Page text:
Mumbai: The government is monitoring investments in certain sectors to ensure the recent spurt in overseas capital inflows do not pose a security threat to the country, national security advisor M K Narayanan told reporters in Singapore.
"We are looking at certain investments in certain sectors," said Narayanan, who is accompanying the prime minister for the ASEAN summit.
While such inflows were natural in a globalised world, Narayanan said a meeting of relevant security agencies would be held shortly in this regard. He did not elaborate.
Finance minister P Chidambaram had also said earlier that India was facing the problem of a huge capital inflow and needed appropriate regulations as well as risk management systems to avoid any potential shocks.
"Today in India, we face a problem of enormous capital flows. This is a completely new situation for us. We welcome capital but we must learn how to manage capital, how to absorb capital," he told the Fortune Global Forum in October.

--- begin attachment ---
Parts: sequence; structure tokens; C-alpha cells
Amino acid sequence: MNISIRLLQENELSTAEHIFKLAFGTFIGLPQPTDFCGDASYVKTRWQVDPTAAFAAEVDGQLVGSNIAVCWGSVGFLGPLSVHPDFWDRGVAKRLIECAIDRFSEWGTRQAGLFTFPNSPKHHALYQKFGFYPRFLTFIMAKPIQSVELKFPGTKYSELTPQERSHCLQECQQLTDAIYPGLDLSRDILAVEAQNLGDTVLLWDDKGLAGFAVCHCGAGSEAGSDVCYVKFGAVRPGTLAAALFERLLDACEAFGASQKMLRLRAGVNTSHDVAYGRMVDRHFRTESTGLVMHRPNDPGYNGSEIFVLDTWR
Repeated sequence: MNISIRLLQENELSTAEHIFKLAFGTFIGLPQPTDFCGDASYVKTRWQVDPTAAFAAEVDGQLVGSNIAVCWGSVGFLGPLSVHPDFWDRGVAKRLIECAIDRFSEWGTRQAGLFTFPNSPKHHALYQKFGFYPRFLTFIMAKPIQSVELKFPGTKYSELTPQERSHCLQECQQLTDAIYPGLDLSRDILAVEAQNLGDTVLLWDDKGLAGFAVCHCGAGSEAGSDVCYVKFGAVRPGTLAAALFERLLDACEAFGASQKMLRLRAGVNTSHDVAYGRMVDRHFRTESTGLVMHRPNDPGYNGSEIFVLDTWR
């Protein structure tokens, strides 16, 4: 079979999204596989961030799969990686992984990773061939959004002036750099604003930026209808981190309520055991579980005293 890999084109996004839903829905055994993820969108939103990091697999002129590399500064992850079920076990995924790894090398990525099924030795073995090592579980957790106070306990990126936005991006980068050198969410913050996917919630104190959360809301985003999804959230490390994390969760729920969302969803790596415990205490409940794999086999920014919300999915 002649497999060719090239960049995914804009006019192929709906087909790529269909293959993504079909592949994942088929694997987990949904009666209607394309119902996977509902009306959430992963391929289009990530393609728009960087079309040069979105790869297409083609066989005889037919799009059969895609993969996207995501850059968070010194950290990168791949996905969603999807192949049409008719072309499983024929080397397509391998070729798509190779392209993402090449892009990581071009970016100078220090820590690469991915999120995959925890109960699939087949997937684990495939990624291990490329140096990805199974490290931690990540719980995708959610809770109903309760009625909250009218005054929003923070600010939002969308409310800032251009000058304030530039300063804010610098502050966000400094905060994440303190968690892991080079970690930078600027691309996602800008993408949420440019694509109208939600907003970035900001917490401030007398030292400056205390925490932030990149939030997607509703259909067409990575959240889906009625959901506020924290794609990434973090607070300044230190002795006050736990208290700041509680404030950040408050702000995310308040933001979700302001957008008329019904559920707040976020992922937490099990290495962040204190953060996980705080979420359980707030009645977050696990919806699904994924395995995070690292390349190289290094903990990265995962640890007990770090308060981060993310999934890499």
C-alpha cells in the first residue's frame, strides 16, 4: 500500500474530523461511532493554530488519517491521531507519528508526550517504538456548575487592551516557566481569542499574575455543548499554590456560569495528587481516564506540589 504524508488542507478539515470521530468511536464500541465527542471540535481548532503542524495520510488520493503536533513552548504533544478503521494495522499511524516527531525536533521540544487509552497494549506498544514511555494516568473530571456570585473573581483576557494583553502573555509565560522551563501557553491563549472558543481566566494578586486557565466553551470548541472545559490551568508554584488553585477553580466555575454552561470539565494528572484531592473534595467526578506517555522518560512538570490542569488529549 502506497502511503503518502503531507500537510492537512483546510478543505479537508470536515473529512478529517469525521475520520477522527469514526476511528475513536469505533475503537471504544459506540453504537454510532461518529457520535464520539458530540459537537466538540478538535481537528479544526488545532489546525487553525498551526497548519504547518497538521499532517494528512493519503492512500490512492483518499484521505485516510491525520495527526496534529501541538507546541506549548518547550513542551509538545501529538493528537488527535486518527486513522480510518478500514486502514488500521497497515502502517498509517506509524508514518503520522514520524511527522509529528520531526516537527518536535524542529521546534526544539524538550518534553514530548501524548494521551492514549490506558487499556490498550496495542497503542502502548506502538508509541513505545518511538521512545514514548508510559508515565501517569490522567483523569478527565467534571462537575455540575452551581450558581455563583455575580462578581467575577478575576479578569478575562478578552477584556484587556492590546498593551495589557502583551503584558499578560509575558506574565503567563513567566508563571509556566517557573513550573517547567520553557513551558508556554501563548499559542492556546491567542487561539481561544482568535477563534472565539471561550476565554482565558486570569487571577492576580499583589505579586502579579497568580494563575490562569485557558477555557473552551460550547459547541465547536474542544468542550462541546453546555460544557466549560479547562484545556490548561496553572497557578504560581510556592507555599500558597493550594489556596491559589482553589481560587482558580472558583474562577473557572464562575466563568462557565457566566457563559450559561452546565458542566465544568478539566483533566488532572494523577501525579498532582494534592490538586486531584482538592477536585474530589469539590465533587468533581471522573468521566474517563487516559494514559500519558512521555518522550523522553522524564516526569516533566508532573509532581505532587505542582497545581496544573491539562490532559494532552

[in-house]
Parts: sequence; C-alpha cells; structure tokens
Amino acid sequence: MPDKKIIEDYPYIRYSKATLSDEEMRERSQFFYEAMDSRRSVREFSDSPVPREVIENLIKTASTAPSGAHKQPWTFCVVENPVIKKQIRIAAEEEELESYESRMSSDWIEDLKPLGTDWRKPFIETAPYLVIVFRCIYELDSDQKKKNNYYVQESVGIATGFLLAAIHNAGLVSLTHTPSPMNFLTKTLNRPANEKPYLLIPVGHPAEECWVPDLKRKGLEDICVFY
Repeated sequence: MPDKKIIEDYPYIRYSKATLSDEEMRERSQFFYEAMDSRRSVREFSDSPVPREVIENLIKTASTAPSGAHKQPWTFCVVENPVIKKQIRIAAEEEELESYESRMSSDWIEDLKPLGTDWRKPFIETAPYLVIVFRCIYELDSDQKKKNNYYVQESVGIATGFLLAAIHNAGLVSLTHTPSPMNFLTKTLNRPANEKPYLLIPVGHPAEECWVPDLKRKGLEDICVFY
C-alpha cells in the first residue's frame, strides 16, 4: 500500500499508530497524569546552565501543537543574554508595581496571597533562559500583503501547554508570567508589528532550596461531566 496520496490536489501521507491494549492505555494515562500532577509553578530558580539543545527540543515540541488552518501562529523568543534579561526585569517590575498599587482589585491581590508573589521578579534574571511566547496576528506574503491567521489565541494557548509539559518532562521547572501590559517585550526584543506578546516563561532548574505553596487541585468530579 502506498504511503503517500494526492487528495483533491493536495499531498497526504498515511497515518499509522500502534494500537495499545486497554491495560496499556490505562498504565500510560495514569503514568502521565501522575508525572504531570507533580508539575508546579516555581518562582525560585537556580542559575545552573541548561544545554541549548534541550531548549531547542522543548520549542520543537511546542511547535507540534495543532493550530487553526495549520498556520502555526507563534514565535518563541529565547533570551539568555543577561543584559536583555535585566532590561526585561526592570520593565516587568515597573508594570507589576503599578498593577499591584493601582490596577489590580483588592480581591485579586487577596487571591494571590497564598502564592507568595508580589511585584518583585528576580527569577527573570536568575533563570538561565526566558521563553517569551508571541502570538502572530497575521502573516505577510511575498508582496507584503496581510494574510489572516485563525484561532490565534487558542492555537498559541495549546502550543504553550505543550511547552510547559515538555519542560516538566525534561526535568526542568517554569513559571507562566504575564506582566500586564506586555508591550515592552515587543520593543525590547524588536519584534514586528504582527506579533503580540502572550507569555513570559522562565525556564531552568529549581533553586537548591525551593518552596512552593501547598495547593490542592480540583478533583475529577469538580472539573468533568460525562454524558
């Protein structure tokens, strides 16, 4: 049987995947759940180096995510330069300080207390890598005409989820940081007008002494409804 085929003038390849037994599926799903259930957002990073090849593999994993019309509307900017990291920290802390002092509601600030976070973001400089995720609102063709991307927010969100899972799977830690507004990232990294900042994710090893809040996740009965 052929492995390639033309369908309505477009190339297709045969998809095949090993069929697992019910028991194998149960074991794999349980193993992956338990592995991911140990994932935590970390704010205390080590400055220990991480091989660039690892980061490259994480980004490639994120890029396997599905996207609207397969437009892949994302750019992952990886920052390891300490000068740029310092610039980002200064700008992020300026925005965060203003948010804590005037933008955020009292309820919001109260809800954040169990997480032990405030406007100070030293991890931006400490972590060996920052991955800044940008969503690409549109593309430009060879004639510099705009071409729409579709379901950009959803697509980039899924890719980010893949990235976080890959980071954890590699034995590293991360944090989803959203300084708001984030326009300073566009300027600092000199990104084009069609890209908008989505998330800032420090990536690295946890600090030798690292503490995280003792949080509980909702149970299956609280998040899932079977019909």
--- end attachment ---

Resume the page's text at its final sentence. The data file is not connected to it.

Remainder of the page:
Foreign institutional investments into India surged to a record $17 billion this year. FIIs pumped in nearly $8 billion in October alone after the US Federal Reserve cut its key rate on September 18.
During April-July this fiscal India received FDI of $6.6 billion against $3.7 billion in the same period a year ago. Huge inflow of capital has pushed up forex reserves to $270 billion, and also led to a 12.5 per cent rise in the value of the rupee against the US dollar in 2007.
Of late, there have been huge investment inflows into India from China and the Middle East through private equity players such as Blackstone.
A lot of other private equity companies are also flocking to India to tap its rising investment potential.